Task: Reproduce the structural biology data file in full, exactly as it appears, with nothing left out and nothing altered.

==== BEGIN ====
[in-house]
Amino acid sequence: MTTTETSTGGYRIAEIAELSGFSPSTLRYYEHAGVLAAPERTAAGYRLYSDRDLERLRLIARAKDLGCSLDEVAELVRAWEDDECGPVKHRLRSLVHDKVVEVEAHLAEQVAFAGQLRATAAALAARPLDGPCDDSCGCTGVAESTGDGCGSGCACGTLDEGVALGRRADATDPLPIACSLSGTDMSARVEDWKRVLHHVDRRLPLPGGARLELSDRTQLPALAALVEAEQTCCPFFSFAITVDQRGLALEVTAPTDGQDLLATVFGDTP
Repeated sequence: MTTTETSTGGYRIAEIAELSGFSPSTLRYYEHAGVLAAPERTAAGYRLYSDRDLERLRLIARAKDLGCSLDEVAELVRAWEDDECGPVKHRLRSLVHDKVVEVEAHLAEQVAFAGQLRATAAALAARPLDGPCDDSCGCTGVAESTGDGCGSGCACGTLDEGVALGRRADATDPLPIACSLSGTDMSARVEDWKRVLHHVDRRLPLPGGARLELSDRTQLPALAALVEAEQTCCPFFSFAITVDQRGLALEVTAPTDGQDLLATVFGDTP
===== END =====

[in-house]
Amino acid sequence: MTTTETSTGGYRIAEIAELSGFSPSTLRYYEHAGVLAAPERTAAGYRLYSDRDLERLRLIARAKDLGCSLDEVAELVRAWEDDECGPVKHRLRSLVHDKVVEVEAHLAEQVAFAGQLRATAAALAARPLDGPCDDSCGCTGVAESTGDGCGSGCACGTLDEGVALGRRADATDPLPIACSLSGTDMSARVEDWKRVLHHVDRRLPLPGGARLELSDRTQLPALAALVEAEQTCCPFFSFAITVDQRGLALEVTAPTDGQDLLATVFGDTP
Repeated sequence: MTTTETSTGGYRIAEIAELSGFSPSTLRYYEHAGVLAAPERTAAGYRLYSDRDLERLRLIARAKDLGCSLDEVAELVRAWEDDECGPVKHRLRSLVHDKVVEVEAHLAEQVAFAGQLRATAAALAARPLDGPCDDSCGCTGVAESTGDGCGSGCACGTLDEGVALGRRADATDPLPIACSLSGTDMSARVEDWKRVLHHVDRRLPLPGGARLELSDRTQLPALAALVEAEQTCCPFFSFAITVDQRGLALEVTAPTDGQDLLATVFGDTP